A new technology, called Keyless SSL, promises to quell security concerns among financial firms which have been reluctant to share their Secure Sockets Layer (SSL) keys across cloud platforms.
CloudFlare, a web security startup, announced today that a Keyless SSL development would allow organisations to not disclose their SSL tokens – used by companies to guarantee that their sensitive data is encrypted when being passed over a network.
The Keyless SSL technology is an advancement of the Transport Layer Security (TLS) protocol, which ensures the privacy of communication between websites and browsers. When a visitor accesses a secure site, such as financial portals, many tasks take place behind the scenes to make sure that all of the transactions and activities remain safe and private, including an exchange of unique SSL keys.
According to CloudFlare CEO Matthew Prince, for financial companies certain regulations pose problems for the exchange of SSL keys due to their sensitive nature.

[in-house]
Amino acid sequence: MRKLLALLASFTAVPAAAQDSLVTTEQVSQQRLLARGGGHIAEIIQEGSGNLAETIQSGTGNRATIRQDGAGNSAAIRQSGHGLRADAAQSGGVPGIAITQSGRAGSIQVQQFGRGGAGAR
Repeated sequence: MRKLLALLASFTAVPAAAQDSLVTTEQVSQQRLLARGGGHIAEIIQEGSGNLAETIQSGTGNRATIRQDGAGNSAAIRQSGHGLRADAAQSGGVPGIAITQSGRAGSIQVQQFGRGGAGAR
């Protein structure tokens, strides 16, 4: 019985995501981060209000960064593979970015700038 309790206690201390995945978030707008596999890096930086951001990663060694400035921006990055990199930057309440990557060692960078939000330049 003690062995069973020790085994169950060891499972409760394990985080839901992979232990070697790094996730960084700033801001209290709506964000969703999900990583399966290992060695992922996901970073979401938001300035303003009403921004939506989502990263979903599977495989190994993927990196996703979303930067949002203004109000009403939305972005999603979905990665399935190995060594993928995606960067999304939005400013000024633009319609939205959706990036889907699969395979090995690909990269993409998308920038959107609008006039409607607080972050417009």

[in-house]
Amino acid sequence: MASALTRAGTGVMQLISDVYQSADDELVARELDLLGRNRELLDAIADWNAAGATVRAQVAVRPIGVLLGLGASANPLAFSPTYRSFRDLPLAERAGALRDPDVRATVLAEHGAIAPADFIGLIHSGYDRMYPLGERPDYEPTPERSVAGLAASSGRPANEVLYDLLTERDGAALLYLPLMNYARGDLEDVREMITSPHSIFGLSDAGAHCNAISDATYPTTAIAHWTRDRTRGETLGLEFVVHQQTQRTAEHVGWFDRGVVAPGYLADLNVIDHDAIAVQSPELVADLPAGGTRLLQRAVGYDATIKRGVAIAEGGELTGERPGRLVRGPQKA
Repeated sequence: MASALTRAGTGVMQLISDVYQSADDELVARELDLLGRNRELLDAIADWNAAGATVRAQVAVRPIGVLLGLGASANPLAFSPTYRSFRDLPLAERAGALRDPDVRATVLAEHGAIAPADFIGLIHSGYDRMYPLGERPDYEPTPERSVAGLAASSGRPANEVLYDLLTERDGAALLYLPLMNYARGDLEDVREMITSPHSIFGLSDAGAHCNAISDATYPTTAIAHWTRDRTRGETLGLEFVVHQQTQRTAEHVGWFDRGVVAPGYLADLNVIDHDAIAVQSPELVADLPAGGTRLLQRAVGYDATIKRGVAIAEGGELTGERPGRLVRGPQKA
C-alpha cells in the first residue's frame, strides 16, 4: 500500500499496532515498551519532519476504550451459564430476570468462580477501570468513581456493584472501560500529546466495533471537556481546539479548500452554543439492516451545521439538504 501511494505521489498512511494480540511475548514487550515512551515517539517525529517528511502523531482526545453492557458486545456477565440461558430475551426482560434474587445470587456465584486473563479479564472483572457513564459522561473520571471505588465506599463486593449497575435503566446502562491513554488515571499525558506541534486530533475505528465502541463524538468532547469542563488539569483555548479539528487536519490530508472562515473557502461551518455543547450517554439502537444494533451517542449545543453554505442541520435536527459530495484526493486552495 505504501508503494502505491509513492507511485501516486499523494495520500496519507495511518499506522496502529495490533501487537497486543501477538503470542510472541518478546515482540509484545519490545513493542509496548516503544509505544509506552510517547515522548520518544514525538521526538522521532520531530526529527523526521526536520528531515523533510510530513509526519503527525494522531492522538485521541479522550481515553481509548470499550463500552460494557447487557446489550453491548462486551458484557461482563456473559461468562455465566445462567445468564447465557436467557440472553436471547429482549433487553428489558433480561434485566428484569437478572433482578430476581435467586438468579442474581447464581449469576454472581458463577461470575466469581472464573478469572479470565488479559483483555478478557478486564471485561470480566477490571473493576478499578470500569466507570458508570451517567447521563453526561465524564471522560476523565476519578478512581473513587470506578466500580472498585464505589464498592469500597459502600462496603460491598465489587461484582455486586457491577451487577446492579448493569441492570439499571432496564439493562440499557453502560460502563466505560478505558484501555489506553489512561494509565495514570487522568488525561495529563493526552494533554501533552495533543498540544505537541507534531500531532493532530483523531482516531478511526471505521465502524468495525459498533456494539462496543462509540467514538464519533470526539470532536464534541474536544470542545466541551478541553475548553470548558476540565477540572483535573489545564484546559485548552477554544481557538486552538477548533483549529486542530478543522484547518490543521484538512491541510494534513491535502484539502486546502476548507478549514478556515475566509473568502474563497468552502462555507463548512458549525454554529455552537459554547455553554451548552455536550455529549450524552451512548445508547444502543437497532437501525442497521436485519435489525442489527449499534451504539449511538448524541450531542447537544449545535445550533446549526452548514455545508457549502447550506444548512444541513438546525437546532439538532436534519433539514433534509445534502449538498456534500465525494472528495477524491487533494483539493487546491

For example, if the user accessing a financial site is based in a country far away from the data centre hosting the SSL keys, a big delay may occur as the browser tries to communicate with the organisation’s website.
CloudFlare have therefore created a keyless method whereby an additional server can stand in and request the necessary SSL key details from the host server and forward that information to the browser. In this way SSL keys do not need to leave the server on which they are hosted, and the original security protocols will still apply.
“Because this system keeps long-lived SSL private keys on-premise, it provides the same protection to those keys as conventional on-premise SSL solutions. This provides the security and performance benefits of managing SSL traffic in the cloud,” explained Jian Jiang, Independent Academic Researcher at UC Berkeley.
Prince and his team have been developing the Keyless SSL for over two years which will be available exclusively to CloudFlare customers.
Read the CloudFlare Keyless SSL release here.